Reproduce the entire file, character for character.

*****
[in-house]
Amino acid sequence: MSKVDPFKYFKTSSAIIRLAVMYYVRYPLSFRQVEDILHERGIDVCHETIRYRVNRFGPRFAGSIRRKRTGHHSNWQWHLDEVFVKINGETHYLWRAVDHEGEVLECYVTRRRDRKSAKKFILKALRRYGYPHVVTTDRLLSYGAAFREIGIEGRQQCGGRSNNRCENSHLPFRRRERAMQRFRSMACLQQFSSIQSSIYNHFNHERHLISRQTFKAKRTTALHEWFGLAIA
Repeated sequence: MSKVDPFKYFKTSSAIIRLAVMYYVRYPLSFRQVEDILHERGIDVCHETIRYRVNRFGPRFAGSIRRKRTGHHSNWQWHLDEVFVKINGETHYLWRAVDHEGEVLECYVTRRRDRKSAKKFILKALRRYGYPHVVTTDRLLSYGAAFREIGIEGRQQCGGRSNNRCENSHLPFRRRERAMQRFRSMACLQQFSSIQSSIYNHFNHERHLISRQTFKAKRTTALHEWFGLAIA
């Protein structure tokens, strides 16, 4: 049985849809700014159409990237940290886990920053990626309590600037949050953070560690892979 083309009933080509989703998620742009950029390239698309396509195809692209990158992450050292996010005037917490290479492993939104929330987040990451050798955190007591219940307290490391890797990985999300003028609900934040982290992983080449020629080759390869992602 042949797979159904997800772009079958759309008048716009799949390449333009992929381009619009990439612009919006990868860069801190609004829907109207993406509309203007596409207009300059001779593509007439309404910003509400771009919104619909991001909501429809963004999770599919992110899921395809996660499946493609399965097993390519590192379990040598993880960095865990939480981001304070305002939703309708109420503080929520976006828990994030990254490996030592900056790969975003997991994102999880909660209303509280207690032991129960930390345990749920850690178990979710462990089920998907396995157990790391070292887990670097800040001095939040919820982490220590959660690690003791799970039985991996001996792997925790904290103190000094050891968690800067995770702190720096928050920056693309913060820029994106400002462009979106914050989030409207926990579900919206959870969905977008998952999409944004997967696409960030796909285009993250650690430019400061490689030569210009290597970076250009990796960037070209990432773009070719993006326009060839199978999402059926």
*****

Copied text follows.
[in-house]
Amino acid sequence: MSKVDPFKYFKTSSAIIRLAVMYYVRYPLSFRQVEDILHERGIDVCHETIRYRVNRFGPRFAGSIRRKRTGHHSNWQWHLDEVFVKINGETHYLWRAVDHEGEVLECYVTRRRDRKSAKKFILKALRRYGYPHVVTTDRLLSYGAAFREIGIEGRQQCGGRSNNRCENSHLPFRRRERAMQRFRSMACLQQFSSIQSSIYNHFNHERHLISRQTFKAKRTTALHEWFGLAIA
Repeated sequence: MSKVDPFKYFKTSSAIIRLAVMYYVRYPLSFRQVEDILHERGIDVCHETIRYRVNRFGPRFAGSIRRKRTGHHSNWQWHLDEVFVKINGETHYLWRAVDHEGEVLECYVTRRRDRKSAKKFILKALRRYGYPHVVTTDRLLSYGAAFREIGIEGRQQCGGRSNNRCENSHLPFRRRERAMQRFRSMACLQQFSSIQSSIYNHFNHERHLISRQTFKAKRTTALHEWFGLAIA
């Protein structure tokens, strides 16, 4: 049985849809700014159409990237940290886990920053990626309590600037949050953070560690892979 083309009933080509989703998620742009950029390239698309396509195809692209990158992450050292996010005037917490290479492993939104929330987040990451050798955190007591219940307290490391890797990985999300003028609900934040982290992983080449020629080759390869992602 042949797979159904997800772009079958759309008048716009799949390449333009992929381009619009990439612009919006990868860069801190609004829907109207993406509309203007596409207009300059001779593509007439309404910003509400771009919104619909991001909501429809963004999770599919992110899921395809996660499946493609399965097993390519590192379990040598993880960095865990939480981001304070305002939703309708109420503080929520976006828990994030990254490996030592900056790969975003997991994102999880909660209303509280207690032991129960930390345990749920850690178990979710462990089920998907396995157990790391070292887990670097800040001095939040919820982490220590959660690690003791799970039985991996001996792997925790904290103190000094050891968690800067995770702190720096928050920056693309913060820029994106400002462009979106914050989030409207926990579900919206959870969905977008998952999409944004997967696409960030796909285009993250650690430019400061490689030569210009290597970076250009990796960037070209990432773009070719993006326009060839199978999402059926």